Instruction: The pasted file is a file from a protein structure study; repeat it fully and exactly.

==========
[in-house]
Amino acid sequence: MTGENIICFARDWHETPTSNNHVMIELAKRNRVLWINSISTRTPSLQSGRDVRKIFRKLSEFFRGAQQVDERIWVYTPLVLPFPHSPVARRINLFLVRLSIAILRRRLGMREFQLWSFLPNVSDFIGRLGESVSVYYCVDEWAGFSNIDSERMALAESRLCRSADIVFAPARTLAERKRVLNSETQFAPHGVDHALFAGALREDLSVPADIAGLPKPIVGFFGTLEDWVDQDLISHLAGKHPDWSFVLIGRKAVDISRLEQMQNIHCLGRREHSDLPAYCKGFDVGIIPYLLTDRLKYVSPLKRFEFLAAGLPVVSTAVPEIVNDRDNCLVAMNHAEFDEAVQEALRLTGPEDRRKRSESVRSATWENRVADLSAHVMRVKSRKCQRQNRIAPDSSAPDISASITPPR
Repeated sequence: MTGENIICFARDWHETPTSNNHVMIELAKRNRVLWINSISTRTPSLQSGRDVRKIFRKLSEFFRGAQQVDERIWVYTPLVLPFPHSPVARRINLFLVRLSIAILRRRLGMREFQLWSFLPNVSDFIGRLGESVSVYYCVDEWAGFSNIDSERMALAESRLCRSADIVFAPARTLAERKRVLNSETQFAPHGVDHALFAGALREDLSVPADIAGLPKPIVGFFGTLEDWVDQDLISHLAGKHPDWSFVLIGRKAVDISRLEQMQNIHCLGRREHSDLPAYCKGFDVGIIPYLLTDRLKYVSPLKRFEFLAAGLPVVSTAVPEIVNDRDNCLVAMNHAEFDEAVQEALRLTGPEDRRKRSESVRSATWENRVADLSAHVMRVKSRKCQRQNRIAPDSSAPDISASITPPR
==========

[in-house]
Amino acid sequence: MTGENIICFARDWHETPTSNNHVMIELAKRNRVLWINSISTRTPSLQSGRDVRKIFRKLSEFFRGAQQVDERIWVYTPLVLPFPHSPVARRINLFLVRLSIAILRRRLGMREFQLWSFLPNVSDFIGRLGESVSVYYCVDEWAGFSNIDSERMALAESRLCRSADIVFAPARTLAERKRVLNSETQFAPHGVDHALFAGALREDLSVPADIAGLPKPIVGFFGTLEDWVDQDLISHLAGKHPDWSFVLIGRKAVDISRLEQMQNIHCLGRREHSDLPAYCKGFDVGIIPYLLTDRLKYVSPLKRFEFLAAGLPVVSTAVPEIVNDRDNCLVAMNHAEFDEAVQEALRLTGPEDRRKRSESVRSATWENRVADLSAHVMRVKSRKCQRQNRIAPDSSAPDISASITPPR
Repeated sequence: MTGENIICFARDWHETPTSNNHVMIELAKRNRVLWINSISTRTPSLQSGRDVRKIFRKLSEFFRGAQQVDERIWVYTPLVLPFPHSPVARRINLFLVRLSIAILRRRLGMREFQLWSFLPNVSDFIGRLGESVSVYYCVDEWAGFSNIDSERMALAESRLCRSADIVFAPARTLAERKRVLNSETQFAPHGVDHALFAGALREDLSVPADIAGLPKPIVGFFGTLEDWVDQDLISHLAGKHPDWSFVLIGRKAVDISRLEQMQNIHCLGRREHSDLPAYCKGFDVGIIPYLLTDRLKYVSPLKRFEFLAAGLPVVSTAVPEIVNDRDNCLVAMNHAEFDEAVQEALRLTGPEDRRKRSESVRSATWENRVADLSAHVMRVKSRKCQRQNRIAPDSSAPDISASITPPR